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Oracle VM Server for SPARC 2.0 Administration Guide
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Document Information


1.  Overview of the Oracle VM Server for SPARC Software

2.  Installing and Enabling Software

3.  Security

4.  Setting Up Services and the Control Domain

5.  Setting Up Guest Domains

6.  Setting Up I/O Domains

7.  Using Virtual Disks

8.  Using Virtual Networks

9.  Migrating Domains

Introduction to Domain Migration

Overview of a Migration Operation

Software Compatibility

Authentication for Migration Operations

Migrating a Domain

Performing a Dry Run

Performing Non-Interactive Migrations

Migrating an Active Domain

Migrating CPUs in an Active Domain

Migrating Memory in an Active Domain

Migrating Physical I/O Devices in an Active Domain

Migrating Virtual I/O Devices in an Active Domain

Migrating NIU Hybrid Input/Output in an Active Domain

Migrating Cryptographic Units in an Active Domain

Delayed Reconfiguration in an Active Domain

Migrating While an Active Domain Is in Elastic Mode

Operations on Other Domains

Migrating Bound or Inactive Domains

Migrating CPUs in a Bound or Inactive Domain

Migrating Virtual Input/Output in a Bound or Inactive Domain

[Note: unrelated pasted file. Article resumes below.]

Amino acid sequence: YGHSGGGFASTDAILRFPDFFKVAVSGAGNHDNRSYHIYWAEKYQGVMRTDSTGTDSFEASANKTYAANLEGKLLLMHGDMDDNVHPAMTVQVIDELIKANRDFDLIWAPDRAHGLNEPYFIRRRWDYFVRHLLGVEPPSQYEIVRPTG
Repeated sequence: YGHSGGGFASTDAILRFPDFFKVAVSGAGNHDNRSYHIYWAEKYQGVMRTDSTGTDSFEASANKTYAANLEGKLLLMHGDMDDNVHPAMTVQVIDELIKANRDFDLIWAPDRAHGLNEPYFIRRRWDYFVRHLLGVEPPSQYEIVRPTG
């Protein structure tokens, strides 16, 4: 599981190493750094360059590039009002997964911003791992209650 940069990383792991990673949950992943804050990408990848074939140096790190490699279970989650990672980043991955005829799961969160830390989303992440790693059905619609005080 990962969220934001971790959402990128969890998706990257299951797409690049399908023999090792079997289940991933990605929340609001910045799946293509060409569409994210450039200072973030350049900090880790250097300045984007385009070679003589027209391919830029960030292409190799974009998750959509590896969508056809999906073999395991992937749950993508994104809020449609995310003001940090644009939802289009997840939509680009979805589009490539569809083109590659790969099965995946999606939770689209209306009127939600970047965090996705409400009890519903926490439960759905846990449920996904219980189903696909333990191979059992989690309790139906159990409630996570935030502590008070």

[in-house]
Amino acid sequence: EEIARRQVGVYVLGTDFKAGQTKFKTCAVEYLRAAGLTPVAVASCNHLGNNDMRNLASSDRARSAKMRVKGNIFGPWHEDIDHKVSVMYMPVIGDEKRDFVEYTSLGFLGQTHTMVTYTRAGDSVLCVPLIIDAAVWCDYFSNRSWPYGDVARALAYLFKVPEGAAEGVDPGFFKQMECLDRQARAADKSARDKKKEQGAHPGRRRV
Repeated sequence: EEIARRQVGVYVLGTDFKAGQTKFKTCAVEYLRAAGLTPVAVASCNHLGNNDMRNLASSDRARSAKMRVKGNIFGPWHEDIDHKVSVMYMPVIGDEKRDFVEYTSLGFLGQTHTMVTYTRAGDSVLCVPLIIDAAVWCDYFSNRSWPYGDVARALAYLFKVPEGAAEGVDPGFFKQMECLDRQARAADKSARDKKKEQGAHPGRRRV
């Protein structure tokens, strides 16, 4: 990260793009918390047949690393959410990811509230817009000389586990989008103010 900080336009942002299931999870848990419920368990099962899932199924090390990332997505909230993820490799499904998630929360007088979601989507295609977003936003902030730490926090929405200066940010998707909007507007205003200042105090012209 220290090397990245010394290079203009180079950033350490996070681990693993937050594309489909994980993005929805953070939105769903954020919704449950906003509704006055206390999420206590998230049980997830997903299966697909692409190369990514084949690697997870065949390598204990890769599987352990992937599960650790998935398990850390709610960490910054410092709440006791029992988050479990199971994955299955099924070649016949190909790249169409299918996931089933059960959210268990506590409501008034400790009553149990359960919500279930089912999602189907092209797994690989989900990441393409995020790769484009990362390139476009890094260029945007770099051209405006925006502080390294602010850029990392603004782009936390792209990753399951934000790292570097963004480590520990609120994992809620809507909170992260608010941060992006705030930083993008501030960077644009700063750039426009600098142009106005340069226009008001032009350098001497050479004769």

Migrating PCIe Endpoint Devices in a Bound or Inactive Domain

Monitoring a Migration in Progress

Canceling a Migration in Progress

Recovering From a Failed Migration

Migration Examples

10.  Managing Resources

11.  Managing Configurations

12.  Performing Other Administration Tasks

A.  Oracle VM Server for SPARC Physical-to-Virtual Conversion Tool

B.  Oracle VM Server for SPARC Configuration Assistant

C.  Logical Domains Manager Discovery

D.  Using the XML Interface With the Logical Domains Manager

E.  Logical Domains Manager XML Schemas



Migrating a Domain

You can use the ldm migrate-domain command to initiate a migration of a domain from one system to another system.

For information about the migration options and operands, see the ldm(1M) man page.

Performing a Dry Run

When you provide the -n option to the migrate-domain subcommand, migration checks are performed, but the source domain is not migrated. Any requirement that is not satisfied is reported as an error. This allows you to correct any configuration errors before attempting a real migration.

Note - Because of the dynamic nature of logical domains, it is possible for a dry run to succeed and a migration to fail and vice-versa.

Performing Non-Interactive Migrations

Until the release of the Logical Domains 1.3 software, migrations were interactive operations. When you initiated the migration, you were prompted for the password to use for the target machine. Starting with Logical Domains 1.3, you can use the ldm migrate-domain -p filename command to initiate a non-interactive migration operation.

The file name you specify as an argument to the -p option must have the following properties:

A newline character on the end of the password and all lines that follow the first line are ignored.

The file in which you store the target machine's password must be properly secured. If you plan to store passwords in this manner, ensure that the file permissions are set so that only the root owner, or a privileged user, can read or write the file (400 or 600).